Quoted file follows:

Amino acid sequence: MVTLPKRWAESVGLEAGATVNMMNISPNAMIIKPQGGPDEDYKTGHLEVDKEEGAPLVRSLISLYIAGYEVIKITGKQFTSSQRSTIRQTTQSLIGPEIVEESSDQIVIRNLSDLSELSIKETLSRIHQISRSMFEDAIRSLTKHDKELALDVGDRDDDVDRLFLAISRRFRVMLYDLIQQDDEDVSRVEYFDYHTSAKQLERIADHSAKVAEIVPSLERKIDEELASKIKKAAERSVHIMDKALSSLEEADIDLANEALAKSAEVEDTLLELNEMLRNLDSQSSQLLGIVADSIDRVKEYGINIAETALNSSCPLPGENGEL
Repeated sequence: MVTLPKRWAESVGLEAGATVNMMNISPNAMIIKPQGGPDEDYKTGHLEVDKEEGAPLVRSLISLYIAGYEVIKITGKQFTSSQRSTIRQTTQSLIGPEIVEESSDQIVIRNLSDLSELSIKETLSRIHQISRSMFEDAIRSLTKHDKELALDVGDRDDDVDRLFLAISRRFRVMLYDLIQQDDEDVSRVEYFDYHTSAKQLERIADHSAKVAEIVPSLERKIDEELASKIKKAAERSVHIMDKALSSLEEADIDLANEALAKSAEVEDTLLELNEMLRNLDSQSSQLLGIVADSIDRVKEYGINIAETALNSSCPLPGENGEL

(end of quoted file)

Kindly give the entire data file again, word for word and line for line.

Amino acid sequence: MVTLPKRWAESVGLEAGATVNMMNISPNAMIIKPQGGPDEDYKTGHLEVDKEEGAPLVRSLISLYIAGYEVIKITGKQFTSSQRSTIRQTTQSLIGPEIVEESSDQIVIRNLSDLSELSIKETLSRIHQISRSMFEDAIRSLTKHDKELALDVGDRDDDVDRLFLAISRRFRVMLYDLIQQDDEDVSRVEYFDYHTSAKQLERIADHSAKVAEIVPSLERKIDEELASKIKKAAERSVHIMDKALSSLEEADIDLANEALAKSAEVEDTLLELNEMLRNLDSQSSQLLGIVADSIDRVKEYGINIAETALNSSCPLPGENGEL
Repeated sequence: MVTLPKRWAESVGLEAGATVNMMNISPNAMIIKPQGGPDEDYKTGHLEVDKEEGAPLVRSLISLYIAGYEVIKITGKQFTSSQRSTIRQTTQSLIGPEIVEESSDQIVIRNLSDLSELSIKETLSRIHQISRSMFEDAIRSLTKHDKELALDVGDRDDDVDRLFLAISRRFRVMLYDLIQQDDEDVSRVEYFDYHTSAKQLERIADHSAKVAEIVPSLERKIDEELASKIKKAAERSVHIMDKALSSLEEADIDLANEALAKSAEVEDTLLELNEMLRNLDSQSSQLLGIVADSIDRVKEYGINIAETALNSSCPLPGENGEL